Mongolia President-Elect Wants to Change Rio Accord
Mongolian President-elect Tsakhiagiin Elbegdorj wants to change a proposed gold and copper mining deal with Rio Tinto Group and Ivanhoe Mines Ltd. that would allow the government to buy an equity stake in the project.
“I think an equity share is not a good proposal,” Elbegdorj said yesterday in an interview with Bloomberg News in the capital Ulan Bator, suggesting instead that the government take 50 percent of the profit. Elbegdorj defeated incumbent Nambaryn Enkhbayar in the May 24 presidential election, and will be sworn in today.
Mongolia has struggled to create a framework for foreign investment in its gold, copper and coal deposits, leaving projects in limbo. Copper’s 39 percent slump in the past year has hurt state finances, increasing the urgency of opening more mines as economic growth slows.
Ivanhoe has been trying for more than five years to complete an investment agreement with Mongolia to develop the Oyu Tolgoi copper and gold deposit, about 80 kilometers (50 miles) north of the border with China. London-based Rio, the world’s third largest mining company, agreed to buy 10 percent of Ivanhoe in October 2007, calling the deposit “the world’s largest undeveloped copper-gold resource.”
‘The Final Moments’
“I think now we are approaching the final moments to get a good agreement,” Elbegdorj said. “I would like to say to the foreign investors, do not close the door, there are still opportunities.”
Ivanhoe fell 60 cents, or 8.7 percent, to C$6.28 at 4:15 p.m. in June 17 trading on the Toronto Stock Exchange, the biggest daily decline since May 25. Rio closed 7.8 percent lower at 2,154 pence on the London Stock Exchange. Its Sydney traded shares were 6.7 percent lower at 10:24 a.m. on the Australian stock exchange.
Nick Cobban, a London-based Rio spokesman, said yesterday he couldn’t immediately comment. Bob Williamson, a Vancouver based media contact for Ivanhoe, declined to comment.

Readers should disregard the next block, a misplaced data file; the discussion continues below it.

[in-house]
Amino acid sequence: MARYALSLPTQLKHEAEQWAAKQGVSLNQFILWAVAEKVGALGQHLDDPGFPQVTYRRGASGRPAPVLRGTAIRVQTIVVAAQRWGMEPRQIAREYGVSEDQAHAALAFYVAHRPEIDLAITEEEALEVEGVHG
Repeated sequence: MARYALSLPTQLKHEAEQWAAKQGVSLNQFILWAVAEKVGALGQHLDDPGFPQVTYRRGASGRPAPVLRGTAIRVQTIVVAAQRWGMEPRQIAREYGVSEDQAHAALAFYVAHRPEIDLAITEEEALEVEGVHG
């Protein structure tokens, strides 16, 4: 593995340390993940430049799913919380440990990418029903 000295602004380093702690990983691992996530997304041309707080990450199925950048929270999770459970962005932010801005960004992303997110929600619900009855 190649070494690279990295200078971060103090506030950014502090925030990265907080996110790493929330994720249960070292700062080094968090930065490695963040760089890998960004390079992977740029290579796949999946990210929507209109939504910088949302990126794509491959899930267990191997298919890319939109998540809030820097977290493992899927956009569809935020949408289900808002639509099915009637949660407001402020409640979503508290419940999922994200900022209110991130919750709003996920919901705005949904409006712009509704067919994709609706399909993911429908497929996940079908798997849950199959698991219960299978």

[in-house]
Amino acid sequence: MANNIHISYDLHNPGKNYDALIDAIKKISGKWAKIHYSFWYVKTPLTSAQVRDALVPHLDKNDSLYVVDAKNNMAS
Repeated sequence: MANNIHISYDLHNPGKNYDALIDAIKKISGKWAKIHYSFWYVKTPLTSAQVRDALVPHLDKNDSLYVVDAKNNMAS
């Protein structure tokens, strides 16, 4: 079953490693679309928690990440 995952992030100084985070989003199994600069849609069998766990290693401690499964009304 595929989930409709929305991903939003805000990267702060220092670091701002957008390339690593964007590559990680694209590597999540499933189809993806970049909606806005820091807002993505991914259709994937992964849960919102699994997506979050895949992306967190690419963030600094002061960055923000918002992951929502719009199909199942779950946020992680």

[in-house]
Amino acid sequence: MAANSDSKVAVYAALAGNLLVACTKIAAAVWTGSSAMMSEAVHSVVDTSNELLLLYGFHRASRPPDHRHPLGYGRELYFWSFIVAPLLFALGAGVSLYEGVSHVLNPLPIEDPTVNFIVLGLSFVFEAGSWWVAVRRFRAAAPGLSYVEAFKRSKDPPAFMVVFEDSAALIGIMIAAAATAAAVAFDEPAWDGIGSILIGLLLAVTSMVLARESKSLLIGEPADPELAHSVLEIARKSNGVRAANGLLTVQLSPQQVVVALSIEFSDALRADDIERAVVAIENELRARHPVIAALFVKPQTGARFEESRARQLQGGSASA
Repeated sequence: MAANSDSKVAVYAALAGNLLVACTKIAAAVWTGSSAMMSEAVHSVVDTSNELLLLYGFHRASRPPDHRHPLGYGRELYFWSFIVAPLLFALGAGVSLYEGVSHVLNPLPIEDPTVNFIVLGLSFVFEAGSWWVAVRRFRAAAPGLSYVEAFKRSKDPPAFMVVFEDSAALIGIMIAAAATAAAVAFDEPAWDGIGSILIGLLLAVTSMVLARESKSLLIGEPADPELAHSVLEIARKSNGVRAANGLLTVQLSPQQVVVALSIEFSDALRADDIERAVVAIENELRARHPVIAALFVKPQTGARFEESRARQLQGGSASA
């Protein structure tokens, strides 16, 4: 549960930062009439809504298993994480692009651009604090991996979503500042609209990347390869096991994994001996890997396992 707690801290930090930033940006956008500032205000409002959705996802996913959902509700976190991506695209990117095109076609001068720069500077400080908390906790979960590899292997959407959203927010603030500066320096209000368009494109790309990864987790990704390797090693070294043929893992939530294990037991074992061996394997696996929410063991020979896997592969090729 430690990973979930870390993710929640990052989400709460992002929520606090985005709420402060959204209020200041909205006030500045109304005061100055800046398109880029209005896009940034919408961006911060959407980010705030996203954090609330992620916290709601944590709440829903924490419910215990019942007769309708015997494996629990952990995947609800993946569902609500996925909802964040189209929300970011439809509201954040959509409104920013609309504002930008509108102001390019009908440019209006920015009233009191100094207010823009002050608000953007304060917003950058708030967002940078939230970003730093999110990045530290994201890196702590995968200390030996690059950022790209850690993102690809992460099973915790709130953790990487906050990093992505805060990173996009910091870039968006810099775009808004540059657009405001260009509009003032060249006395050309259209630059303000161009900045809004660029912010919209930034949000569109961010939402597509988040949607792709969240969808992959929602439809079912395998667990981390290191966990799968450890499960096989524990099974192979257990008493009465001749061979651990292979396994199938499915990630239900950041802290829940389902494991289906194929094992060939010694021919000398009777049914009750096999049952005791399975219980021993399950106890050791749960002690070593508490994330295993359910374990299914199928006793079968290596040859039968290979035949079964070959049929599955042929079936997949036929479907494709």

Elbegdorj called reaching an agreement his “first priority” on the economic front, though he gave no more specific time frame for a deal than the next three years.
“This agreement is the first agreement,” he said. “If we make a good agreement, this will be an example for exploiting other big deposits and there is no space to make mistakes.”
Vancouver-based Ivanhoe in March 2008 estimated the copper resources in the project at 78.9 billion pounds and the gold resources at 45.2 million ounces.
Investors are also waiting for news on a government decision on who will win rights to develop Tavan Tolgoi, a metallurgical coal deposit.
While a profit-sharing arrangement, rather than a government stake, may be good news for investors, the possibility that a final deal could take years more to reach is “not so good,” according to Masa Igata, chief executive officer of Frontier Securities in Ulan Bator.
“No miner wants to wait three years,” he said yesterday. “If I were management of Ivanhoe or Rio Tinto, I might want to sell the stake to someone else.”
Mongolia’s budget deficit expanded to about 5 percent of gross domestic product in 2008 compared with three years of surplus before that, and a group of international donors including the World Bank, the Asian Development Bank, Japan and Russia are providing “multimillion” U.S.-dollar loans for a financial rescue package, according to an April report from the Singapore-based investment bank Eurasia Capital.
The nation’s economic output may rise 3 percent this year, down from 8.9 percent last year and 10.2 percent in 2007, according to a March estimate from the Asian Development Bank. The country has a population of 2.6 million people.
Proposed Tax Change
The president-elect also proposed that the government consider changing a 2006 windfall profit tax that imposes a rate of 68 percent on revenue when copper prices exceed a certain amount per ton. Instead he suggested a graduated system, for example a rate of 40 percent when copper prices reach $8,000 per ton and 60 percent when they reach $10,000 per ton.
“I think one big high rate is not very wise,” he said.
The new president will have to “balance” the foreign- investment interests of China, Russia, Europe and the U.S. with the public interest of Mongolian citizens, said Ganzorig Ulziibayar, president of ACI Mongolia Financial Markets Association, an industry body aimed at promoting the country’s financial markets.
China and Russia, Mongolia’s two biggest trading partners, sandwich the land-locked nation and control its ability to export metals and energy deposits to the international market.
To contact the reporter on this story: Dune Lawrence in Beijing at email@example.com.
Last Updated: June 17, 2009 21:22 EDT